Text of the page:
Avoid these 6 most common difficulties for new hosts at Worldpackers

We’ve put together the most common setbacks in the beginning of the host’s journey in this article to help you not to repeat these errors.


It is important that you are well prepared to receive the volunteer on your property, and this goes far beyond having a bed available when they get there. Fulfilling everything that has been offered on your Worldpackers profile, providing good training and infrastructure to the traveler, and being prepared to live with people from different cultures are keys to a successful collaborative experience.

  • Hours and Days

Look at the hours that you asked for in your profile and plan the tasks for your volunteers around them. Remember that the volunteers will be on your property to give you a helping hand, and not as substitutes for a fixed staff.

In addition, the traveler has free time to get to know the city, the surroundings and the local culture. So be flexible whenever possible and always pay attention to what was agreed upon with the volunteer through the platform. The same applies to days off.

  • Skills

When planning the tasks for the traveler, check which skills you selected on your profile. The worldpacker will arrive at your property ready to perform the activities you both agreed on through the platform, and failure to do so could disrupt the experience for both of you. We know that some plans change half way through and it’s very important that you be transparent and understanding with the volunteer.

  • What you offer

A lot of volunteers choose a position because of the extras that are offered - like breakfast, laundry and discounts - and are prepared to receive them. It may seem simple, but an unforeseen expense could weigh heavily on the worldpacker’s wallet and could turn into a major problem for the experience. So, only select on your profile what you are really able to provide. In case of something extra that has exceptions (like offering breakfast only on days when the traveler helps you), always make this info clear in the Description of the job.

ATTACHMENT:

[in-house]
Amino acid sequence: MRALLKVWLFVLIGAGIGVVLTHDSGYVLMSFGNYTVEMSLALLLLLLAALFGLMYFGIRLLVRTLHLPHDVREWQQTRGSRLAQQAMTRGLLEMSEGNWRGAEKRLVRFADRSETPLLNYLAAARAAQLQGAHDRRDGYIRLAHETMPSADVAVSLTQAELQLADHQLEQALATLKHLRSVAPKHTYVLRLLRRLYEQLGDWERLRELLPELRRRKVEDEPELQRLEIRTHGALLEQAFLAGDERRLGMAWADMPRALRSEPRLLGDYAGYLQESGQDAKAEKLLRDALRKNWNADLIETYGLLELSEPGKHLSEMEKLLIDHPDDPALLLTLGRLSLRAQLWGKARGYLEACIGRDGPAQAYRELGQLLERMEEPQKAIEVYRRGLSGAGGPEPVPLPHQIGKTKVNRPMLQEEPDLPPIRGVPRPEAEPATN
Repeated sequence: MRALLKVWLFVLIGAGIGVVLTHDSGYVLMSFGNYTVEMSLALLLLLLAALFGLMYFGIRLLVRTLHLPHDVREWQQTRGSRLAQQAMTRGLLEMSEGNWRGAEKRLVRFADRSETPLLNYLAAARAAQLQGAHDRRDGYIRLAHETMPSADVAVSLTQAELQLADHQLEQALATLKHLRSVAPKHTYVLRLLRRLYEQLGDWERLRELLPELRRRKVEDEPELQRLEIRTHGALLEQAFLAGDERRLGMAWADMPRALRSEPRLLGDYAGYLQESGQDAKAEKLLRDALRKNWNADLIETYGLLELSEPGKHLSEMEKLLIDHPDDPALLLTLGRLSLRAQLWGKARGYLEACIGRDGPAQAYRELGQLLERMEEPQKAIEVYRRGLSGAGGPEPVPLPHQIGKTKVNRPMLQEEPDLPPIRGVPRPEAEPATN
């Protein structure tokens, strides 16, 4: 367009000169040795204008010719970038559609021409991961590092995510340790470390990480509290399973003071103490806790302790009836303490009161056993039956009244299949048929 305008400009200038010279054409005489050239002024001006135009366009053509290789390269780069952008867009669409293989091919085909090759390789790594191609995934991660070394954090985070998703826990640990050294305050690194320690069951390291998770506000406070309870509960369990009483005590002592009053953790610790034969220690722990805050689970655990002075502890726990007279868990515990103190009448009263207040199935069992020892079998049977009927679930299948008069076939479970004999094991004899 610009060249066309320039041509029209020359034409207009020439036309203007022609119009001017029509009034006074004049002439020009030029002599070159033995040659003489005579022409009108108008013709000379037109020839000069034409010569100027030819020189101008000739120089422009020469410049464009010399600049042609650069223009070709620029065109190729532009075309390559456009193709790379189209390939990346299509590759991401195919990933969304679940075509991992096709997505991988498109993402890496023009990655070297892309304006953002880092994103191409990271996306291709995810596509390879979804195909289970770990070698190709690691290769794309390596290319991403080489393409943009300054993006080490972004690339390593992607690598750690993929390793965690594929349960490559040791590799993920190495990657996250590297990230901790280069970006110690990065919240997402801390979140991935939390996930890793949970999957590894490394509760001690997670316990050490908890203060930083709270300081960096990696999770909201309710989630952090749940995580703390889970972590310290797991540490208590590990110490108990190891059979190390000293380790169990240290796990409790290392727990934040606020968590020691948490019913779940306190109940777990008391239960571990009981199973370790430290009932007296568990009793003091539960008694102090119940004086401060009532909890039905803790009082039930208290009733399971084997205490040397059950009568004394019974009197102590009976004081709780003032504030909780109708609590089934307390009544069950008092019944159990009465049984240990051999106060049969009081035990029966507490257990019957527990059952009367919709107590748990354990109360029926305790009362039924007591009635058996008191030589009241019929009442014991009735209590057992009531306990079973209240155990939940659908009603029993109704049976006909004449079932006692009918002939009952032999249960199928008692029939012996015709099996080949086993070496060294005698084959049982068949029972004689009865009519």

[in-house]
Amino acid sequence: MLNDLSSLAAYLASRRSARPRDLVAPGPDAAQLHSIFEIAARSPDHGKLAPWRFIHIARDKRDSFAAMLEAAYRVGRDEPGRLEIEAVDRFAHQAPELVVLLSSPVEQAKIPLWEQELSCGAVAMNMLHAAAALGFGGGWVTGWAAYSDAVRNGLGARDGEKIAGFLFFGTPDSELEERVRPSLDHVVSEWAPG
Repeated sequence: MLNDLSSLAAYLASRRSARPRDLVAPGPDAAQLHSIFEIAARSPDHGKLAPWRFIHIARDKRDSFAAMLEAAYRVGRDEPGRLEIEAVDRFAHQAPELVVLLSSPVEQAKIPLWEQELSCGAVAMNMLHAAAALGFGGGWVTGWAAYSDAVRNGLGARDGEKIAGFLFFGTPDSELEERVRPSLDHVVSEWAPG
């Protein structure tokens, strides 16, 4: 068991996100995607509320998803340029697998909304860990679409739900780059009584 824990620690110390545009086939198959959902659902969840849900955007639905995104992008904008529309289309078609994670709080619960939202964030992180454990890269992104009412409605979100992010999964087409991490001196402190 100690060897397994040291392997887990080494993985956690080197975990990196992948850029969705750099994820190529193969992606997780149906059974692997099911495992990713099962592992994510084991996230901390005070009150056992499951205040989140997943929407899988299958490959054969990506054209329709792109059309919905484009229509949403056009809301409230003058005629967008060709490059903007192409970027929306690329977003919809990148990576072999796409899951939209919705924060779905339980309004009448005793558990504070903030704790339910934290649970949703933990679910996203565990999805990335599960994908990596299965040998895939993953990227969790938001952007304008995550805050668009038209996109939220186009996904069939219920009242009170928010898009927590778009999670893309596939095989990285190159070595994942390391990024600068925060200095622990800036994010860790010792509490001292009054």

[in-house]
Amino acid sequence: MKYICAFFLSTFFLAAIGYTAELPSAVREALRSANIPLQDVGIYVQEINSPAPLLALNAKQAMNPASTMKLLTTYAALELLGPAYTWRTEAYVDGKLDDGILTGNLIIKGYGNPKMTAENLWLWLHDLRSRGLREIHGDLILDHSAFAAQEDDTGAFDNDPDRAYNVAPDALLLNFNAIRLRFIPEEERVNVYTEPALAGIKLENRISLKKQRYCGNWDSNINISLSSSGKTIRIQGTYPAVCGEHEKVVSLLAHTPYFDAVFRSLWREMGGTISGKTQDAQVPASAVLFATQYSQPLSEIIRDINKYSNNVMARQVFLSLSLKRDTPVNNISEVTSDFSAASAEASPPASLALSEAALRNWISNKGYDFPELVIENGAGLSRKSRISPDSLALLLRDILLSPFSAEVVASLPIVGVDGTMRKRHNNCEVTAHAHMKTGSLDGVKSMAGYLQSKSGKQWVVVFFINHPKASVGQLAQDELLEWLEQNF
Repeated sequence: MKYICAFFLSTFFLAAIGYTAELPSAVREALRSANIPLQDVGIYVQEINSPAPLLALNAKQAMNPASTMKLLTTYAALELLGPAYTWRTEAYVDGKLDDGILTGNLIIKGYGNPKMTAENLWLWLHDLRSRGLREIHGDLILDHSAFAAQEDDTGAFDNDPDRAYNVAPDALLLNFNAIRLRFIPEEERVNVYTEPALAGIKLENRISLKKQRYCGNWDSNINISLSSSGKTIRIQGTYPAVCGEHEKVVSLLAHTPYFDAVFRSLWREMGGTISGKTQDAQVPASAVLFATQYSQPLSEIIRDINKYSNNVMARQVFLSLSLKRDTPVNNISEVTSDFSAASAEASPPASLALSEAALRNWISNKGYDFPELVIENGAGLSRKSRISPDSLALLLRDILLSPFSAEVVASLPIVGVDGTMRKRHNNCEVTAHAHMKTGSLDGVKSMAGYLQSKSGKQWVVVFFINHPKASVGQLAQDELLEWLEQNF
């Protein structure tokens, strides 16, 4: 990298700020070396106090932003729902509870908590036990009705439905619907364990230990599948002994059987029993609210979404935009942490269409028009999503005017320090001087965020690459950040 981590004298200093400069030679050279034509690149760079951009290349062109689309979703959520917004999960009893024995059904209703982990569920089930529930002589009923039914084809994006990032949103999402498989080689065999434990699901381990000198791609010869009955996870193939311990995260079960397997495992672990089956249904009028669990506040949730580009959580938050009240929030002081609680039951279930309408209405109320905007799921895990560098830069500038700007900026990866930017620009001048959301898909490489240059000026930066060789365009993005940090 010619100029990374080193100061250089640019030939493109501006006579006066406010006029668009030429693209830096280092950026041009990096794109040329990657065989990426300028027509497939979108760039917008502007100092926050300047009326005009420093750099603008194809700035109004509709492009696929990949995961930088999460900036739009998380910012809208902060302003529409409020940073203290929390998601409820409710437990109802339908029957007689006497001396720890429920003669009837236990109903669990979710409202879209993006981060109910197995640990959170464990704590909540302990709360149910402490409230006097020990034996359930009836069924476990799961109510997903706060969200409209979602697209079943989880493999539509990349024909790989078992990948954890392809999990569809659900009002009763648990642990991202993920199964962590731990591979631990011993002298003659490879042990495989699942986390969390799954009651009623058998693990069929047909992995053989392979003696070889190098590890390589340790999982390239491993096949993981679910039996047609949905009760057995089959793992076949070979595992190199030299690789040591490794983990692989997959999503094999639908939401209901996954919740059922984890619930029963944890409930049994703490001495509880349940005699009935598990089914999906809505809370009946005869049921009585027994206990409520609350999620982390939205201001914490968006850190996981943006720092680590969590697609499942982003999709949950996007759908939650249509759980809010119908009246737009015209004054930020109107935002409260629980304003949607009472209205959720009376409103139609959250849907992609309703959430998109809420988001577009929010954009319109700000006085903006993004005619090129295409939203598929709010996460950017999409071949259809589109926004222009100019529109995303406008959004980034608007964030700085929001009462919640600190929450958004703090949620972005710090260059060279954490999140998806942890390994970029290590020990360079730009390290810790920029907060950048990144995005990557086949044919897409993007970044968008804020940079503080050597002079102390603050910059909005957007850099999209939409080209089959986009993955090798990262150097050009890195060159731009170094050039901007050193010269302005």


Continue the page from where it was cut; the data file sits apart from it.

• Infrastructure

Prepare the spaces the traveler will be staying in: make them clean, comfortable and in appropriate conditions (safety, temperature, adequate light and ventilation). You can let them know after the volunteer gets there, that they will be responsible for cleaning the space and for letting you know if anything is wrong with the set up.

Add photos of the volunteer accommodations in your Photo Gallery, and make the condition of the spaces clear, including shared spaces, in the Description of your property. This helps you align expectations from the very beginning.

  • Behavior

Don’t forget that above all else, what matters is the experience. So make sure you and your team/family are prepared to welcome the traveler. Remember that people have different cultures and habits and that empathy is the key to a good coexistence.

To guarantee a positive experience for both sides, it’s essential that you and your volunteers talk a lot and be transparent, friendly and polite to one another. Feedback sessions can help avoid problems during the exchange.

If something goes wrong, never take an aggressive stance: try to understand the other side and, if things are still not resolved, talk to our Support team to get important tips on how to take action on the problem.

  • Training & Planning

Many problems during the experience happen for lack of clarity in the explanation of the tasks and activities to the travelers. So plan the volunteer’s tasks in advance and in the most detailed way possible. You can rely on spreadsheets, checklists or any other tool that helps you get organized.

On the worldpacker’s first day at your property, give them complete training: explain all the planned activities very well, teach how the necessary tools work, show them around the property and give all the necessary information so that he/she can do the tasks with peace of mind.

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